If you’re like me, you’ve realized that it’s hard to sign new clients and users. You spend time, money, and a lot of energy to on board users and clients, so you really can’t afford to lose them. Because you don’t want to get off on the wrong foot with them, it’s especially important to follow an effective onboarding process.
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Failing to properly onboard users and clients has consequences that can ripple through the life of the engagement. Without the proper plan in place, execution becomes misguided, and the campaign has no direction. A campaign without clear direction and complete buy-in on both sides doesn’t stand much of a chance. I’m sure you have experienced this in the past. I know I have, and it wasn’t fun.
After a few costly lessons I learned during client onboarding, I spent some time creating detailed processes our team now follows closely with every new client. This repeatable process has changed our campaign fortunes.
Steps to deliver an effective client on-boarding process
- Assess the client’s campaign and assets
- Build your marketing plan and campaign goals
- Assign the best team for the job
- Hold an Internal Client Orientation Meeting
1) Assess the Client’s Campaign and Assets
One of the most critical parts of your onboarding process is assessing the existing campaigns of your new client. Understanding what they do and don’t have in place should be used to develop a scope of work. The more prospects you work with, the more you’ll realize that every client is different. Each one is at a different point in their maturity continuum, and they each have a wide range of assets to work with (or around).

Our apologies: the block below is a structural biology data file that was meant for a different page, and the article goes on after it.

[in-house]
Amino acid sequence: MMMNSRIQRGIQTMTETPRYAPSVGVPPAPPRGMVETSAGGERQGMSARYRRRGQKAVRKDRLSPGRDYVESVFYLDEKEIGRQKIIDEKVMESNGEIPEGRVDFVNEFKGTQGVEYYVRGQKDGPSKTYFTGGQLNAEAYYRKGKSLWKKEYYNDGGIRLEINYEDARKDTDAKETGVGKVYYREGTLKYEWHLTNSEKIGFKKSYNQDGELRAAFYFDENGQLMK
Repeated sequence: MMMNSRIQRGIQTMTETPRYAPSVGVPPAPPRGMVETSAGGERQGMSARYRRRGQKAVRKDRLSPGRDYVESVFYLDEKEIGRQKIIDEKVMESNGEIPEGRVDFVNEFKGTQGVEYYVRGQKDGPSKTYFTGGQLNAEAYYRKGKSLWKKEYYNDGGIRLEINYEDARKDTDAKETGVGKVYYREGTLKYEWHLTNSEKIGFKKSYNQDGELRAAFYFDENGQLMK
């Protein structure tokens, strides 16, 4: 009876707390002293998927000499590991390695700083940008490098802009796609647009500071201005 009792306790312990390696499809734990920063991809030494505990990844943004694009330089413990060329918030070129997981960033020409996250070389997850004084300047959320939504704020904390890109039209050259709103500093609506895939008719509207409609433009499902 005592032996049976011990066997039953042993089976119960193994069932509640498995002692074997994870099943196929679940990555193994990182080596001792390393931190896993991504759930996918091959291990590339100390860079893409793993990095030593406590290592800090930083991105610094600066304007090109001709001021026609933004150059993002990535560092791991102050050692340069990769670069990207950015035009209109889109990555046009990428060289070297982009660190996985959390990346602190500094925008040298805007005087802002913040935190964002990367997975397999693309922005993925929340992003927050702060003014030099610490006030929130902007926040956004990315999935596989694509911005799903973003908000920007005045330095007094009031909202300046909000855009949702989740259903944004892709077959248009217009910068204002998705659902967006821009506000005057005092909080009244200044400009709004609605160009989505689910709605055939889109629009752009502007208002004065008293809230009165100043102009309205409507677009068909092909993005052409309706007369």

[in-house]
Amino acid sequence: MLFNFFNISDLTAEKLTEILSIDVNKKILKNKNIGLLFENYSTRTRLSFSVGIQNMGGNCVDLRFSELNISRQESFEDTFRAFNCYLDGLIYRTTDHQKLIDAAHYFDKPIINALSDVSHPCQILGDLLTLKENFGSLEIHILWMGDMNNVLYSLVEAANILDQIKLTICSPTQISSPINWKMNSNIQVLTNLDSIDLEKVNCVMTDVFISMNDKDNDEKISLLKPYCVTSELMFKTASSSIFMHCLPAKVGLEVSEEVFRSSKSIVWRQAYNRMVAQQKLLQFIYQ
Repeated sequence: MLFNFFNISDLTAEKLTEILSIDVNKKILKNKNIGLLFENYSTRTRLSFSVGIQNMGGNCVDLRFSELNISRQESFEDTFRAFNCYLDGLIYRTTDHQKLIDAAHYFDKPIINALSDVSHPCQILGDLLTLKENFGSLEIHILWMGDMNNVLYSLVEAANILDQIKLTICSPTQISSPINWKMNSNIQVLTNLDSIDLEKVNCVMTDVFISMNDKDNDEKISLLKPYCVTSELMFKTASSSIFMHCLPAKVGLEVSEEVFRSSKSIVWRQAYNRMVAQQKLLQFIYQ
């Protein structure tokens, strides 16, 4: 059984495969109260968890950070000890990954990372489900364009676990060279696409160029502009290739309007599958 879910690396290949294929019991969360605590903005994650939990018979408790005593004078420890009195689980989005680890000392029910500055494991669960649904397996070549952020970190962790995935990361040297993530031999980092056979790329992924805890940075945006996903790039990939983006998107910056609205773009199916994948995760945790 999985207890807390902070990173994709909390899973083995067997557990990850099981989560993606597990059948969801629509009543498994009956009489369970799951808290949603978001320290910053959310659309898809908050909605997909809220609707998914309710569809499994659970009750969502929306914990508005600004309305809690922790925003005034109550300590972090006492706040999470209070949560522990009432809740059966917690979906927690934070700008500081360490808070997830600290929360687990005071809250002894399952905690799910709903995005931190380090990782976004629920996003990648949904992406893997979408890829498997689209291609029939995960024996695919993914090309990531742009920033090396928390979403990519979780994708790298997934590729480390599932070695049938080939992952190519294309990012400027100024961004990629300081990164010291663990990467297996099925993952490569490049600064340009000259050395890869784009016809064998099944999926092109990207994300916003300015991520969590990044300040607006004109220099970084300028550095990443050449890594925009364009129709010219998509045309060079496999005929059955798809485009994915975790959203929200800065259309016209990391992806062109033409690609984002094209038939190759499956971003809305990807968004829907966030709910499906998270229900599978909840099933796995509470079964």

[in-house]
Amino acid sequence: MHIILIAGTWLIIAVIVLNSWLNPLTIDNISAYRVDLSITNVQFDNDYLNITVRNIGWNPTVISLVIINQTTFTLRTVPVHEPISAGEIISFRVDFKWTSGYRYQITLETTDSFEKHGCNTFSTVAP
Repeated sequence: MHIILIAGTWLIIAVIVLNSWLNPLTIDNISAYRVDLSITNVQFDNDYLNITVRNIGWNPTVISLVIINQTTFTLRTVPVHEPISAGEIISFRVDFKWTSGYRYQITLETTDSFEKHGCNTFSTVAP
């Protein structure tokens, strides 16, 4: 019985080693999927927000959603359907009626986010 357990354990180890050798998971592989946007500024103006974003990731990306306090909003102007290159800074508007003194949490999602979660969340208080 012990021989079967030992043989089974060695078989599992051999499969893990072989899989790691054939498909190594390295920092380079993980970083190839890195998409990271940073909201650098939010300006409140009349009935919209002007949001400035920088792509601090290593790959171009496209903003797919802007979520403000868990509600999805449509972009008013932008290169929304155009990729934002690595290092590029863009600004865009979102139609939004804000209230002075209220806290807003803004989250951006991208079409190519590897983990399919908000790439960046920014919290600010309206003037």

- Make sure you have all of the access necessary to review their assets.
- Make a list of everything you find, both positive and negative, and remember to position the negatives as opportunities for improvement.
- When you review your findings, look for opportunities to position yourself as an expert.
2) Build Your Marketing Plan and Campaign Goals
A successful campaign starts with a goal and a plan. During the sales cycle, you should have identified what the client is hoping to accomplish. The assessment uncovered what they have to work with and what gaps you need to fill. Now, the goal is to move things forward.
This critical onboarding step involves taking the assessment and turning it into quantifiable campaign goals with a plan your team can execute. The better you clarify the purpose of the campaign with your team and the client’s team, the more likely you’ll stay aligned throughout.
- The scope of work fits your skill sets. Don’t get yourself into something you can’t deliver on.
- You have an accurate enough data set to establish the necessary baseline for the goals.
- You build the goals together. They’re worthless without buy-in on both sides.
3) Assign Your Best Team for the Job
With a firm understanding of what you’re up against and how you plan to achieve the established goals, the next step is assigning a team.
At Revenue River Marketing, we assign teams of five to every new client. The team consists of a strategist, a coordinator, a search analyst, a designer, and a project Manager. The better our team can relate to our client’s team, the smoother the onboarding process will go.